We have some exciting things in store for 2020, and we’re looking forward to how the Lord will continue to use Taking Route to encourage and equip expat women living around the world. One of the greatest (and most frequent) comments we receive is, “Thank you for providing a community where others get it.” After all these years, our original purpose for starting this community is still being fulfilled.

The challenge comes when we can’t out-write our experience (a word of advice I once heard  Jen Wilkin say). There are a lot of topics people have requested for us to have on our blog and podcast–-all of which are valid and real and needed. The problem comes when we don’t have personal experience to be able to write or speak on the topic. In those times, we just put it down before the Lord and ask Him to guide us to the people and resources that can best address the topics to which we don’t have the experience to speak.

We also want to make sure we aren’t pouring all of our time into our online community at the expense of our in-person community. We want to serve an authentic life at home, too. We want to flourish well in the life God has given us–-and that doesn’t always mean being super happy. Sometimes that comes with suffering. But that’s when the Taking Route community can serve one another by knitting together with other believers and encouraging others to hold fast to Jesus.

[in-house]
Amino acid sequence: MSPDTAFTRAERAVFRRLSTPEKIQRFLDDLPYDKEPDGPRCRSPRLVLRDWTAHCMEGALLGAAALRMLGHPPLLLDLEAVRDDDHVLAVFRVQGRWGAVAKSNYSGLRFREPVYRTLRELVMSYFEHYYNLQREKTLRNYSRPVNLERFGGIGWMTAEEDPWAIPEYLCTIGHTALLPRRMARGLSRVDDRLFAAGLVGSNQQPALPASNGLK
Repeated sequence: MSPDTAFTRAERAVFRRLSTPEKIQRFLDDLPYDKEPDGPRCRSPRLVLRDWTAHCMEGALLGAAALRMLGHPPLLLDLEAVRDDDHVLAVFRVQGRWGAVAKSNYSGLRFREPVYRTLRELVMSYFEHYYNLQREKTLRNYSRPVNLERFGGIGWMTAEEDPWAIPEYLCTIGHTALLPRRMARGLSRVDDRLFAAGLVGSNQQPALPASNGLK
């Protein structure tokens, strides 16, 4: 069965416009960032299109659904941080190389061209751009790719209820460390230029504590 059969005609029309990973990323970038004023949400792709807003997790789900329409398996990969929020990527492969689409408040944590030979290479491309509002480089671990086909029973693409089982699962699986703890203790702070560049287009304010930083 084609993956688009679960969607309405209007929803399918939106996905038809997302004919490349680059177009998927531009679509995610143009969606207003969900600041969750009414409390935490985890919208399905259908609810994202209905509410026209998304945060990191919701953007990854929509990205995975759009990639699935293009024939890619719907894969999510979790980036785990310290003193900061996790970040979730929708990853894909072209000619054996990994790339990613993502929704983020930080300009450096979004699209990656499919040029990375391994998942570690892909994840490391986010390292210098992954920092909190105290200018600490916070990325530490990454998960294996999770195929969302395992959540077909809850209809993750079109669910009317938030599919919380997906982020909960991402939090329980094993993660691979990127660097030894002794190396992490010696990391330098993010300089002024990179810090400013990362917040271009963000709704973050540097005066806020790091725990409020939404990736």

What have you ladies learned starting and running TR?

We’ve learned a lot about loving our followers as opposed to leveraging them. It can be tempting to get all tangled up in the stats and numbers and algorithms when it comes to running an online community. 

However, those stats represent image bearers-–each and every number. They are not a herd. They are individual people, real people with real faces. They are all worthy and valuable.

When we’re loving people, we’re thinking thoughtfully about our work and how we promote it. 

People know what they want, but they don’t always know what they need.

When we share content, whether through writing or chatting on the podcast, we try to come from a place of processing instead of from a place of “having it all figured out.” I think it’s helpful to know, so others don’t feel alone. We’re always in process, and we’re always going to be growing and changing.